Research suggests minority-owned companies are disproportionately impacted by Covid-19. Economics professor Robert Fairlie at the University of C
Research suggests minority-owned companies are disproportionately impacted by Covid-19. Economics professor Robert Fairlie at the University of California, Santa Cruz, found that the number of active Black businesses in the U.S. decreased by 41 percent from February to April, compared with a 17 percent decrease in active White businesses.
Earlier this month, Digitalundivided, a startup providing Black and Latinx women with opportunities in business, held a digital summit to offer advice to struggling minority founders. The summit–Undivided We Rise–was held on Juneteenth, a holiday that commemorates June 19, 1865, the date when enslaved Black Texans were informed of their freedom (two-and-a-half years after the Emancipation Proclamation). Here are some highlights.
How Businesses Can Be Effective Allies
Few companies have met the standard for good allyship, said panelist Yelitsa Jean-Charles, founder of Healthy Roots Dolls, a toy company based in Detroit. Dominique Fluker, a Forbes Women contributor and Glassdoor content strategist, agreed: “Until we see something more than a statement, a donation, we need to really take some time to decipher if this is performative or true, and unfortunately we don’t have the insight and context for these companies yet,” she said. Both speakers called for an internal change to company demographics, beginning with the people holding leadership positions.
It’s Harder for Black Women to Find Funding–But Still Possible
In a panel titled, “Rethinking Funding during COVID-19,” the conversation concerned women who hold leadership positions at their companies, but face trouble accessing capital–an issue exacerbated by the pandemic.
Olivia Owens, creator and general manager of IFundWomen of Color, discussed the struggles many female founders of color encounter with crowdfunding. This demographic faces “a deeper hesitation” with asking for support, she said. But as the pandemic drags on, she added, founders are relying more on outside resources: “I think we’re going to see a continued push towards these alternative options even for months to come.”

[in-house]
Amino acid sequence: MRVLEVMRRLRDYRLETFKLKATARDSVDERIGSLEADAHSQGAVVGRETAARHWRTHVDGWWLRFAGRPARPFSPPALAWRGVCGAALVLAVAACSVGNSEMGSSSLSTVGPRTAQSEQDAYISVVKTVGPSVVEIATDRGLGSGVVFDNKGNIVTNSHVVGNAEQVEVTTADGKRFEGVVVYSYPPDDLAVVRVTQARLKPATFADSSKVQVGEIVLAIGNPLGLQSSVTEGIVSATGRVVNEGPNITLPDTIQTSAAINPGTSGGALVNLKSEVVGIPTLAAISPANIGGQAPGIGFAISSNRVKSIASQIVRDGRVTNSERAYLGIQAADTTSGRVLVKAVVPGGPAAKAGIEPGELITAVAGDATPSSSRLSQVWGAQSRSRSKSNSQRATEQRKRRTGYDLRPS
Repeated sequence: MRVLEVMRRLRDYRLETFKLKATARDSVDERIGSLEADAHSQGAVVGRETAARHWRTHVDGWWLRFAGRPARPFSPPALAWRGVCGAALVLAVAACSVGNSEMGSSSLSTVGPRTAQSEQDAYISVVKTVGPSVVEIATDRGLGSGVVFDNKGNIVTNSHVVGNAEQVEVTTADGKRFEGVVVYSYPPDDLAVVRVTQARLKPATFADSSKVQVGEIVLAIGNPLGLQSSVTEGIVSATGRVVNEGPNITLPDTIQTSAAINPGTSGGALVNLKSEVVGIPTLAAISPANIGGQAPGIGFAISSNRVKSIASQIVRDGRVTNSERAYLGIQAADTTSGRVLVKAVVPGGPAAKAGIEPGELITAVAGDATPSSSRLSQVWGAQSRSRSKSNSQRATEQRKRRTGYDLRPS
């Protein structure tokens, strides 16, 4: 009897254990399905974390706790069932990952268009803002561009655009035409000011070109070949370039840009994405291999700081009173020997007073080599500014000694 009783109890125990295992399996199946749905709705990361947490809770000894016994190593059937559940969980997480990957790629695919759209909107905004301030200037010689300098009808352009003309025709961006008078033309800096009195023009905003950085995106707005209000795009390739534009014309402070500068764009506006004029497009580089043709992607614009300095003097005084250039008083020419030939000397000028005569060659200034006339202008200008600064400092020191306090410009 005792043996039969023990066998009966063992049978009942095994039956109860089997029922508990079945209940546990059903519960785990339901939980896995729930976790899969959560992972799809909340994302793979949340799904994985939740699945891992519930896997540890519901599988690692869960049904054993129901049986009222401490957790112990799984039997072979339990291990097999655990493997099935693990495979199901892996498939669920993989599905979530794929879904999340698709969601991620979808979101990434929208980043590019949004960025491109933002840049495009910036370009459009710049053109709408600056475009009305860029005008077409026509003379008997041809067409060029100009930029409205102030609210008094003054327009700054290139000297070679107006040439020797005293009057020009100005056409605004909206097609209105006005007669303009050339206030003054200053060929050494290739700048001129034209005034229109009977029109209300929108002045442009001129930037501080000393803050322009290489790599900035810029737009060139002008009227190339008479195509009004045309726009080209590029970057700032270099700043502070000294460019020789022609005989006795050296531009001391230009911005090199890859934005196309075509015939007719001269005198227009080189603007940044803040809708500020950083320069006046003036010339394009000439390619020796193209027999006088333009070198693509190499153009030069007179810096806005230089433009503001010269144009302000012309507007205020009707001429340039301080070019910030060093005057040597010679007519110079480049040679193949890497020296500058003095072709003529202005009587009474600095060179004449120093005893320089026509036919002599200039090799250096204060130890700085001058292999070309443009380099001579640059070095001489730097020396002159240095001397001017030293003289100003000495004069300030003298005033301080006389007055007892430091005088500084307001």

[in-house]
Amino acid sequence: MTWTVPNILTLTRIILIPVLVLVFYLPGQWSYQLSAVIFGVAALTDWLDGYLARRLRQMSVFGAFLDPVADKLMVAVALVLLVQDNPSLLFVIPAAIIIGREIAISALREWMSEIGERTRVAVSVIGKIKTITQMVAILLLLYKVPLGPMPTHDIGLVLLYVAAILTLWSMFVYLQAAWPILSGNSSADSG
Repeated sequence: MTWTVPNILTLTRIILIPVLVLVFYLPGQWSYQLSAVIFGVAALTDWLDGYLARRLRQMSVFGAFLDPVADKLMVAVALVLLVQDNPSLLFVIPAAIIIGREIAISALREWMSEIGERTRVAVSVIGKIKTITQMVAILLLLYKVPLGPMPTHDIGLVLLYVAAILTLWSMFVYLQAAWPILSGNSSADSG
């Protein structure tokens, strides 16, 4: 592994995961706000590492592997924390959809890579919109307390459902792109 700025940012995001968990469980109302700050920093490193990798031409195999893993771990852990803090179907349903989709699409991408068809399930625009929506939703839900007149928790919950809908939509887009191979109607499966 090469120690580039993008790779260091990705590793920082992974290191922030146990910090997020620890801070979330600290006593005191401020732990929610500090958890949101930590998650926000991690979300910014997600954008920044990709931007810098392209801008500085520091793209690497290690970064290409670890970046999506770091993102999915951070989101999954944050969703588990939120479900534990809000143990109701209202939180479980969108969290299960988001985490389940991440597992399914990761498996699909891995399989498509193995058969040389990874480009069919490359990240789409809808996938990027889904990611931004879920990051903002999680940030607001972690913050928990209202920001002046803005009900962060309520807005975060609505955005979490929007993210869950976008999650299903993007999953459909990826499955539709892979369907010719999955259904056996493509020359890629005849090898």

Cheraé Robinson, founder of Tastemakers Africa, a company dedicated to amplifying curious traveler’s experiences of Africa beyond a safari, deepened the conversation with insight on gaining investors through long-term relationship building. She told the story of one investor, whom she messaged once every year on LinkedIn for four consecutive years before he finally replied and agreed to talk with her. “People see the glory and they see the press and they see, you know, that you finally completed your fundraising round, but they have no idea how long it took,” she says.
Guest speaker Jihan Thompson, founder and CEO of Swivel Beauty, talked about how founders can adjust to sudden change. Thompson said that at the beginning of the pandemic, she thought her stylist partners would still be able to run their salons. But as state-wide shutdowns began, she was forced to start offering virtual hair consultations to connect stylists with clients online.
“You know, as this goes longer, the clients’ needs change. The stylists’ needs change and [we have to be] consistently nimble at every step of this journey,” she said, adding that the value her company creates hasn’t changed because of the pandemic–it just has forced her to move to a different medium.
Set Boundaries–and Stick to Them
Founders also discussed taking care of one’s mental health: OMNoire founder Christina Rice said she doesn’t let clients contact her on Instagram Direct Messages, as it becomes too overwhelming to manage.
Aderonke Oguntoye, a psychiatrist and the owner of Evolve Psychiatric Services elaborated on that point, emphasizing that founders need to listen to their own needs. “If Christina says ‘I don’t want people to reach out to me in my DMs,’ but then when someone DMs to her, she responds, then she’s violating that boundary that she set for herself. And so you have to honor your boundary and respect your boundary, if you want people to respect those boundaries as well.”
The summit was recorded and uploaded online for anyone to access. The video provides advice for women entrepreneurs of color, or for other business leaders interested in allyship.
This article is from Inc.com